Odds and Ends
By NANCY PATRICK
As we near the end of 2021 and begin the new year of 2022, we have a time for reflection—reflection on what has happened and what may happen in the future. I struggle to discern the difference between importance and irrelevance. I sometimes get busy or distracted and become bogged down in peripheral things.
The older I get, the more I realize the temporal nature of this life and all its components. Though a melancholy thought, it helps me along my spiritual journey. As this year comes to an end, I have thought about some of the year’s important events and how I hope to remember them, repeat them, or avoid them in this coming year. My reflections follow:
1. In 2020, I had the first major surgery of my life—Dr. David Stark replaced both my worn-out knees on December 16. Though I have always prided myself on my strength and high tolerance for pain, I confess that this surgery brought me to my knees (sorry—I couldn’t resist the pun).
Never have I felt such excruciating and debilitating pain as I did with this double knee surgery. My body responded to the pain with various reactions including severe shaking, fainting, and even vomiting. For the first time in my life, I thought I might not recover from this trauma to my body.
Luckily, I drew upon my self-discipline and forced myself to do all the exercises my physical therapists asked me to do. Sometimes the therapists would stop an exercise because I wouldn’t call “uncle,” and they could see my body rebelling against the intensity of the exercise.
By March, I had completed my formal physical therapy and continued my exercises on my own. Throughout the year, I continued to heal and become stronger. This experience made me extremely thankful for the excellent care I received from Dr. Stark and all the other medical personnel who cared for me throughout the procedure and its aftermath.
2. In 2004 when my in-laws were in their seventies, they decided to move from Illinois to Abilene where my husband, their oldest child, lives. That decision changed my husband’s life and mine because we had never seen his parents more than a couple of times a year for the first thirty-five years of our marriage.
As the years passed, not only did my in-laws grow older and develop the usual medical needs of the elderly, but my husband and I continued to age as well. My mother-in-law died December 31, 2020, at the age of ninety. She and my father-in-law had celebrated their seventy-fourth anniversary before her death. He has had a year of grief and adjustments as he anticipates his own future needs.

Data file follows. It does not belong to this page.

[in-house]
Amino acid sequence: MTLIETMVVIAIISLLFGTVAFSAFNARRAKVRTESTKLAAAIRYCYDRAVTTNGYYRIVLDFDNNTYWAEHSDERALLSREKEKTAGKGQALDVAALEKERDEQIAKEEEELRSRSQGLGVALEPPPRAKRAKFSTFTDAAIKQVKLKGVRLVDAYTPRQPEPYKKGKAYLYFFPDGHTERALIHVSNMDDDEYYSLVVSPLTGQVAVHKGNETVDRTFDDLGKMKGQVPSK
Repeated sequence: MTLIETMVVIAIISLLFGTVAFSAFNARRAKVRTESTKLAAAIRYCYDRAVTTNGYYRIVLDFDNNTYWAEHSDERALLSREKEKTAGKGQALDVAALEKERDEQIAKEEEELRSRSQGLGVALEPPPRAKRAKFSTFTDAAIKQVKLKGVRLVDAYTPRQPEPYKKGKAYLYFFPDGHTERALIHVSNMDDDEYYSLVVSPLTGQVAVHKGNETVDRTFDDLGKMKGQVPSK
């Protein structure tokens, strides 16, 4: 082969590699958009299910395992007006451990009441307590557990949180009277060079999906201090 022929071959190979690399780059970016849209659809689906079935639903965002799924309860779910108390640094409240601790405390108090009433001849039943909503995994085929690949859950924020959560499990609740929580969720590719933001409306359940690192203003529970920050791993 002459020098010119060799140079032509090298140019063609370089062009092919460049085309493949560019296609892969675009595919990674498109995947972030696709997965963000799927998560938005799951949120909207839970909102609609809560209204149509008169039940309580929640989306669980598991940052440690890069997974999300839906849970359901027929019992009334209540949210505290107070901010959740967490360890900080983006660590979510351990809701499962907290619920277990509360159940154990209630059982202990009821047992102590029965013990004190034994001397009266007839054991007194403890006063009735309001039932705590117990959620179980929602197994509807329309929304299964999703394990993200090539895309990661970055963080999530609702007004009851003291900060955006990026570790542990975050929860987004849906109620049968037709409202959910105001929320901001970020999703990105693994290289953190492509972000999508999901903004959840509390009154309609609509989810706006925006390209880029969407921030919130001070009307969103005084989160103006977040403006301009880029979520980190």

3. Although I am the older of two sisters in my family, I have had the distinct disappointment of watching my younger sister experience some serious health issues this year. Throughout our childhood, I acted as my little sister’s protector. Because our mother suffered from depression, she sometimes didn’t remember Easter bunny and tooth fairy duties. I vividly remember making sure these childhood routines continued.
Watching our younger loved ones have more serious issues than we do unsettles us. Again, these circumstances in life over which we have no control give us pause. As every year has its end, a new one begins. Whatever happens in life will happen with or without our permission.
4. For forty-six years, our son Jason has been the focus of our family’s love. However, I will admit that over the years Jason experienced some personal tragedies that also greatly affected me.
I confess that I cried many tears over the years as I saw my son in emotional pain. I also say with much love and parental pride that I have watched Jason grow into such a strong and loving man. After an early marriage and divorce, Jason devoted himself to his daughter, Hannah.
For the next twenty years he spent much of his time going anywhere in the country that his daughter lived with her mother. He spent countless hours traveling and mountains of money to make sure he went beyond the legal requirements for a divorced father. In spite of those difficult years, he now benefits from his efforts as his grown daughter has developed a close, emotional bond with her father.
Our granddaughter is precious to my husband and me. She went through much of the trauma children of divorce experience. As an adult, she can now understand many things she did not understand as a child.
5. My husband and I feel extremely blessed in our lives. As we close 2021, we end a second year of hardship created by a worldwide pandemic. No one knows how long COVID will mutate and spread. No one knows how our economy will fare. No one knows how our health will progress, and no one knows what the future holds.
Even with the uncertainty a new year brings, we can know that God holds the future, and He holds us within His hands. Beads and baubles fill our lives as do deeds and misdeeds, good and evil, and always odds and ends. I pray that all of us can face the future with faith—simple faith with humility and faith enveloped in love.
Nancy Patrick is a retired teacher who lives in Abilene and enjoys writing